One in three Americans has high blood pressure, a recent report from the Centers for Disease Control and Prevention estimates. Yet, even though it’s so prevalent, many people do not know they have this problem until something major goes wrong.
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Cardiologist David Frid, MD, says, “One of the problems with blood pressure is your body is working real hard, but often, until you have a heart attack or have a stroke or you develop kidney failure — you don’t know,” he says.
“For the longest time, we’ve called high blood pressure the ‘silent killer’ because, in fact, there are no symptoms. ”
So if you have high blood pressure or want to lessen your risk for developing high blood pressure, there are some simple things you can do:
Yes, you’ve heard this before, but consider that a little bit of exercise goes a long way. Dr. Frid says, “A good walk outside could do it. Getting on the treadmill, riding a bicycle — either stationary or outside.”
Dr. Frid says your blood pressure will benefit from 30 to 45 minutes of exercise, three to five days a week. Just make sure the activity is strenuous enough to raise your heart rate above its resting level.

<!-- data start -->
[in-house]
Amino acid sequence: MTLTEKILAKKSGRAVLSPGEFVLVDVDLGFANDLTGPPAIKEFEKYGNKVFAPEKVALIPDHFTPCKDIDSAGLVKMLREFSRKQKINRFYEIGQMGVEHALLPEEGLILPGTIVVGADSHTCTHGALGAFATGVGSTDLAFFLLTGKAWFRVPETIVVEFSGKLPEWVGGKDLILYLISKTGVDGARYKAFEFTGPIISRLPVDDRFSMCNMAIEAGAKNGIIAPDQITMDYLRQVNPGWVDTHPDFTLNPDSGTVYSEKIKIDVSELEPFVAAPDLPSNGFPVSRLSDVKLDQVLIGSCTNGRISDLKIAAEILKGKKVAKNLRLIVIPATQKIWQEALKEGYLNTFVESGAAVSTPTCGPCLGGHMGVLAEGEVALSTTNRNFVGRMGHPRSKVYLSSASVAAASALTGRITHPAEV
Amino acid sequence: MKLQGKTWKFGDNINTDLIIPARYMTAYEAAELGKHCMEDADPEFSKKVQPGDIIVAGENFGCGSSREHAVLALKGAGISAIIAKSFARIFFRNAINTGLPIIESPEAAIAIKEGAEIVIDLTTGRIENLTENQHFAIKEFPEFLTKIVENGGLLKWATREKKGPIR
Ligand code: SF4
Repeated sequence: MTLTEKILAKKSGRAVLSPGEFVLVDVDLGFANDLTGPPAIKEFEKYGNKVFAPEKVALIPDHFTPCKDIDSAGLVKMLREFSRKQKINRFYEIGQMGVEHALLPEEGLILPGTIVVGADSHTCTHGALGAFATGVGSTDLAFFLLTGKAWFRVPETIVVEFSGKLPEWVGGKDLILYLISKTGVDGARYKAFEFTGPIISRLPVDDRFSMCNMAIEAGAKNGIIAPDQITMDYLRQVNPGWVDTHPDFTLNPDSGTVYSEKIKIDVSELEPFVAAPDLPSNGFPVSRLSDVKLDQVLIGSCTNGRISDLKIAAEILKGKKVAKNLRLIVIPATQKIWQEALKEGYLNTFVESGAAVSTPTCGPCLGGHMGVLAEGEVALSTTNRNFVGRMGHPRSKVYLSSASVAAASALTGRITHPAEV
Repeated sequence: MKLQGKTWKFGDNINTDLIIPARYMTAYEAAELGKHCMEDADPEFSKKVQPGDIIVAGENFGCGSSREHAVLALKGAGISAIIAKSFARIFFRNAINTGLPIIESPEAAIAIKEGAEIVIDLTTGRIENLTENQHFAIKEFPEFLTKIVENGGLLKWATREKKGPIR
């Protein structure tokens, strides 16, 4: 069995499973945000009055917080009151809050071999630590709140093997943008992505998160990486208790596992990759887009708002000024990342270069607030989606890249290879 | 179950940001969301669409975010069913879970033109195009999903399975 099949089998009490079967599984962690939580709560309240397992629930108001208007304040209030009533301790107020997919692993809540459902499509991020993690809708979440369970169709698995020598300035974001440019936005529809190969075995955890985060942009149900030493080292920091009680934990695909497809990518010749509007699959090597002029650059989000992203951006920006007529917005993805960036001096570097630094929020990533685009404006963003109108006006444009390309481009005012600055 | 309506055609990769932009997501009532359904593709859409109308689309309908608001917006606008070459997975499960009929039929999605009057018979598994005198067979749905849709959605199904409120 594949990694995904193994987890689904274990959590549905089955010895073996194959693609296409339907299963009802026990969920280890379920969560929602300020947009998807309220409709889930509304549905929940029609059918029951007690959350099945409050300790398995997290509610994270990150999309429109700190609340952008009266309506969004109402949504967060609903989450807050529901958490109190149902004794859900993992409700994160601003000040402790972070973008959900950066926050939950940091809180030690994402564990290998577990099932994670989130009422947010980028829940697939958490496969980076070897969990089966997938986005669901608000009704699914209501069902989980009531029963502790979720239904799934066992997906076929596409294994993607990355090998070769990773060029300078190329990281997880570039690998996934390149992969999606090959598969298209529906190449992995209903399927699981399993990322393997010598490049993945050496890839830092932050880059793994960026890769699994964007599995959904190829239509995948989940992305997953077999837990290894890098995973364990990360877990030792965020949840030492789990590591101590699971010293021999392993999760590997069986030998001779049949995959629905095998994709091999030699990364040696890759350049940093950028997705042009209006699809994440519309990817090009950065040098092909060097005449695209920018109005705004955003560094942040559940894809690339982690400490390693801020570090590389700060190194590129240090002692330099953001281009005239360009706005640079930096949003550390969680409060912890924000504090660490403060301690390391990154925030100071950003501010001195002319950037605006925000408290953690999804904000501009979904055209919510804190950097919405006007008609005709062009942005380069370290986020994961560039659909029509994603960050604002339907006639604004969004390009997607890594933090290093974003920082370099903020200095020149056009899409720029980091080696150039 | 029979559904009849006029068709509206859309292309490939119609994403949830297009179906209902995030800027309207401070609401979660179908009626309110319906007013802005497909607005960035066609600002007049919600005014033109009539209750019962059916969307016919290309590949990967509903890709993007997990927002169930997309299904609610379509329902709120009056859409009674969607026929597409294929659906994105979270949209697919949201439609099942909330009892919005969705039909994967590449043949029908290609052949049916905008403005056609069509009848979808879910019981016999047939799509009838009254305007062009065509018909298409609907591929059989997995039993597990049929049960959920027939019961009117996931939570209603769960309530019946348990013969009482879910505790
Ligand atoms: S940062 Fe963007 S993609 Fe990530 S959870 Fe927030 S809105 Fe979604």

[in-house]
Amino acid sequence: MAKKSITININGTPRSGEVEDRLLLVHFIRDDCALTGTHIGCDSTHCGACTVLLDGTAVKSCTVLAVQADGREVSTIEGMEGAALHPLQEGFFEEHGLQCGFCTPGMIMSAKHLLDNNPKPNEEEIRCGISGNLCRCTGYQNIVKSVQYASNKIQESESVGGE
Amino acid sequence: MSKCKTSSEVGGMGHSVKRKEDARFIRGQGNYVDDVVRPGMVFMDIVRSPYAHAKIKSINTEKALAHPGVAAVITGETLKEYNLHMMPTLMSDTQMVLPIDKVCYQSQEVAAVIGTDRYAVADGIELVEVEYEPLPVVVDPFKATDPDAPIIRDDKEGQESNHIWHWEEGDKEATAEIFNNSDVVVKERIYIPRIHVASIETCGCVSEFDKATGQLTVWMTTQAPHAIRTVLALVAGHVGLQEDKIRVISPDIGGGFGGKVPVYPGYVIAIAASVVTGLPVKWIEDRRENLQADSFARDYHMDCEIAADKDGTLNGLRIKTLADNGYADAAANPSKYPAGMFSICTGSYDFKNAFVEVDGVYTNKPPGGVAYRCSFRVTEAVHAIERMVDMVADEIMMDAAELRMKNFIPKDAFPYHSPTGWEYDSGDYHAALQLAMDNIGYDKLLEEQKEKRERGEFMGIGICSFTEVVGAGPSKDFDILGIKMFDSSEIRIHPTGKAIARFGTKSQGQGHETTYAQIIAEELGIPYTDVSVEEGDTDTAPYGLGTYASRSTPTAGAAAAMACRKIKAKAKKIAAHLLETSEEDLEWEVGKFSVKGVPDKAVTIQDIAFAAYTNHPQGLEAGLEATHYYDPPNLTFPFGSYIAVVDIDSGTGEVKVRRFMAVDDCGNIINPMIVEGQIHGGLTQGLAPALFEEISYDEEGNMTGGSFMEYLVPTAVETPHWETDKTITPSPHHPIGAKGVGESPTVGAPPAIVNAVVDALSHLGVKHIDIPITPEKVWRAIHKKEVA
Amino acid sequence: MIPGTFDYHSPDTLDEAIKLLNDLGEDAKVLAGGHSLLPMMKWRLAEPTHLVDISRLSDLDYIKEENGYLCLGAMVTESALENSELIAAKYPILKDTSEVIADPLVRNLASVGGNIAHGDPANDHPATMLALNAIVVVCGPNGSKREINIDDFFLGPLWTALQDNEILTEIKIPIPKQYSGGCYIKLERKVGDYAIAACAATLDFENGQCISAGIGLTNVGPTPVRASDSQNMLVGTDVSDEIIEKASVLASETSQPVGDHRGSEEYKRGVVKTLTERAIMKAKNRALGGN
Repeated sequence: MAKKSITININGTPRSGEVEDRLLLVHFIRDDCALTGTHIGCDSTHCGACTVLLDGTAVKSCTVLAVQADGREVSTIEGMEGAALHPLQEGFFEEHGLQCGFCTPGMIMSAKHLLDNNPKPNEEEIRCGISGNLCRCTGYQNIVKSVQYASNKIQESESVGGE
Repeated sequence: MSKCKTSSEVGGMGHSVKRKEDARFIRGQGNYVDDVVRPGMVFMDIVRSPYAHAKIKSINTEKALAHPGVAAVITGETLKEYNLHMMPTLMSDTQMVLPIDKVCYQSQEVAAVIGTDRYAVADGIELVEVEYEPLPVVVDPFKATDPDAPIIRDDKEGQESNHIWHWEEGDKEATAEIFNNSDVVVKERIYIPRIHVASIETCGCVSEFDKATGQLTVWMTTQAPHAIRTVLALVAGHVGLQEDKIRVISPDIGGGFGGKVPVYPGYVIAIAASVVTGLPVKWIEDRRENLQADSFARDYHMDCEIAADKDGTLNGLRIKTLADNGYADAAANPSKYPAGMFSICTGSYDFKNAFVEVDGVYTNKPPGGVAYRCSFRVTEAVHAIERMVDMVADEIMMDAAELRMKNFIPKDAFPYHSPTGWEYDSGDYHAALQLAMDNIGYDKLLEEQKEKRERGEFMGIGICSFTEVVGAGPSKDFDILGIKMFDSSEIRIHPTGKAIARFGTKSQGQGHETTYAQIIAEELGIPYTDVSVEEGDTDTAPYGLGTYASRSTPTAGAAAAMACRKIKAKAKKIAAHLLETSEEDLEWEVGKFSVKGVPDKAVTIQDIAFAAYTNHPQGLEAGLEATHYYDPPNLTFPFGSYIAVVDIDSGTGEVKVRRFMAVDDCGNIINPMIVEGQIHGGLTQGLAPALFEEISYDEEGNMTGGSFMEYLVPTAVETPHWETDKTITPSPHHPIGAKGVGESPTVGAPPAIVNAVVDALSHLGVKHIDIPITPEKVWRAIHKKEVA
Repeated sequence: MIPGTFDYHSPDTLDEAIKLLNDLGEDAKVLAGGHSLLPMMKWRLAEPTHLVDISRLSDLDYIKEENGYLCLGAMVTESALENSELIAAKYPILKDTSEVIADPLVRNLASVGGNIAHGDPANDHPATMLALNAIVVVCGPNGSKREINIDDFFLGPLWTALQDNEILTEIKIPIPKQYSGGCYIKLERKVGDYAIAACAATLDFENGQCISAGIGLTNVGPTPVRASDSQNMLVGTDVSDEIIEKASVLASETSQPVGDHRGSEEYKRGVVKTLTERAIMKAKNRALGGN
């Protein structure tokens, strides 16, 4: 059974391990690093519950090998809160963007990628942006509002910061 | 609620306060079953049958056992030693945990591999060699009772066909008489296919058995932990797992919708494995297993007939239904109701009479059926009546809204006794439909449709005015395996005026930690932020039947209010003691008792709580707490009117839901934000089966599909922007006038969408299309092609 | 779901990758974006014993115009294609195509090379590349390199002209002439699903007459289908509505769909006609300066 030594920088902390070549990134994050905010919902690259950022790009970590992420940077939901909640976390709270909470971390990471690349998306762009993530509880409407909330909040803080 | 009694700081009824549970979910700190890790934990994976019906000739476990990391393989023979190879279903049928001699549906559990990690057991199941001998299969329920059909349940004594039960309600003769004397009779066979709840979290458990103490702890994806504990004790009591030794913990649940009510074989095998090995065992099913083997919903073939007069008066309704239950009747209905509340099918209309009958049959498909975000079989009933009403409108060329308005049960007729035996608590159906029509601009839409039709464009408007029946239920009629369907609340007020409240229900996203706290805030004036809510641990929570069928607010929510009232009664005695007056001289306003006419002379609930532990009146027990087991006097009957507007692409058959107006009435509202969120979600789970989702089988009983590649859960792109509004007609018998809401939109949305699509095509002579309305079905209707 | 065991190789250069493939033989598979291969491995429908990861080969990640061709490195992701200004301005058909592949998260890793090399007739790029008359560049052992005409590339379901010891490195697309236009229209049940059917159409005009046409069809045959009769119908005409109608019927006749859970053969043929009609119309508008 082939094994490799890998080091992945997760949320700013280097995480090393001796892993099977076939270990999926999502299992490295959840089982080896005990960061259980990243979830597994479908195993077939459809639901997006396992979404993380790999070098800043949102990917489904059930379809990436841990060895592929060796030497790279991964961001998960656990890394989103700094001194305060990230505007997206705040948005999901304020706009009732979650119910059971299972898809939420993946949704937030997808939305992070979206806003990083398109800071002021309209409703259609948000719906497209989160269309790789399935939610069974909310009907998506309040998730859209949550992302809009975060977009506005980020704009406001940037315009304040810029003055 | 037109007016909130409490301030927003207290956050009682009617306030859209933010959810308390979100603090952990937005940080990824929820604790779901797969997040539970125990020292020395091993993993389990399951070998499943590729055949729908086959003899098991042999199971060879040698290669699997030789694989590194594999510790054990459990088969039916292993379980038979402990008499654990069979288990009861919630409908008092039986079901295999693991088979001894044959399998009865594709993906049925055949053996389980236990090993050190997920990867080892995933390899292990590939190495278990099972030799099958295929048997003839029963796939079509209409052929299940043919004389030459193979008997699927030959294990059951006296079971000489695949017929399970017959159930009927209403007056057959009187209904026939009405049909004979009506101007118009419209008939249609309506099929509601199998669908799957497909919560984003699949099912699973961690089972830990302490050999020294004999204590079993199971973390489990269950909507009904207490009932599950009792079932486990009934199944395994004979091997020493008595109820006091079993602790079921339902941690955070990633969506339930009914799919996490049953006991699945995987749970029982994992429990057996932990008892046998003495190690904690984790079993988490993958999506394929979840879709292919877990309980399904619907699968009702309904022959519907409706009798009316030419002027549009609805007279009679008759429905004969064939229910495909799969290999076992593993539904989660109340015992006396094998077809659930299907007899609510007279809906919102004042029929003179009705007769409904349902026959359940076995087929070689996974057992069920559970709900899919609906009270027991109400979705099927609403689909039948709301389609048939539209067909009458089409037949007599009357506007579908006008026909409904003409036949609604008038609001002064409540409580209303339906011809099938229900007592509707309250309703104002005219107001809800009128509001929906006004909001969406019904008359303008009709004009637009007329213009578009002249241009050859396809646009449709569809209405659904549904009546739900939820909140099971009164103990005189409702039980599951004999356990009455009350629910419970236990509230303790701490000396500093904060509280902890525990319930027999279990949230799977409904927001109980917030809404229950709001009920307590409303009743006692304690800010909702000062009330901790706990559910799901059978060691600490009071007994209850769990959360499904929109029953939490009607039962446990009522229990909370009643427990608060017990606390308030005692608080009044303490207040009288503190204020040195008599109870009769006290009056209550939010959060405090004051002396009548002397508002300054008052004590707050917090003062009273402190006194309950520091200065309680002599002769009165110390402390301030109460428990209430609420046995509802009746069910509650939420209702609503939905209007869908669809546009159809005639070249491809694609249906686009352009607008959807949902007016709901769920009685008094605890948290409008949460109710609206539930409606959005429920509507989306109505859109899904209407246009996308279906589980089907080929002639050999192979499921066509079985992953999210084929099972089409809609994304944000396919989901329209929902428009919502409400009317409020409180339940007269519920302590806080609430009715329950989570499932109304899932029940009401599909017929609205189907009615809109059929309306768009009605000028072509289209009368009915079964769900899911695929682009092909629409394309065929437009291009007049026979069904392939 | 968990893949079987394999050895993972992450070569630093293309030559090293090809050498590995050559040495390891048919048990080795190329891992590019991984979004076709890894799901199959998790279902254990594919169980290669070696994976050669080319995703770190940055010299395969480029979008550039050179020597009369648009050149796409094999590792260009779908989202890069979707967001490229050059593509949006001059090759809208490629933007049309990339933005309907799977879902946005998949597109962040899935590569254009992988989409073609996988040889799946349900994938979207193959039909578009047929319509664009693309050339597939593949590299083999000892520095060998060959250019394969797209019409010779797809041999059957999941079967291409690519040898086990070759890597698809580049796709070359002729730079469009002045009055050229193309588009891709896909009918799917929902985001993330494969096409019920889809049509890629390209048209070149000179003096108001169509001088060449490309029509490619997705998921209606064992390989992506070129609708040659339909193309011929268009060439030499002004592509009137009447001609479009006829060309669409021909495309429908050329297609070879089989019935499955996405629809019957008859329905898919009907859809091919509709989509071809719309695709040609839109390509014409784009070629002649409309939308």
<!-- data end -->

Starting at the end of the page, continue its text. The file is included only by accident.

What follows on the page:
“It doesn’t have to be working out in the gym,” Dr. Frid says. “It doesn’t have to be going out for a really long, strenuous run.”
2. Cut down on sodium, add minerals
Dr. Frid says a low-sodium diet that’s made up of foods packed with potassium, calcium, and magnesium will also help. A diet such as the DASH Eating Plan offers a variety of foods and has been proven to reduce blood pressure.
3. Be proactive
Dr. Frid says even if your blood pressure is not high, you still have to keep it under control. High blood pressure is defined as blood pressure equal to or greater than 140/90 mm-Hg. An ideal blood pressure is less than 120/80.
Be sure to continue taking your medications even if you start to feel better. Never stop taking them without your doctor’s approval. It may be your medications that are keeping your blood pressure in good control.
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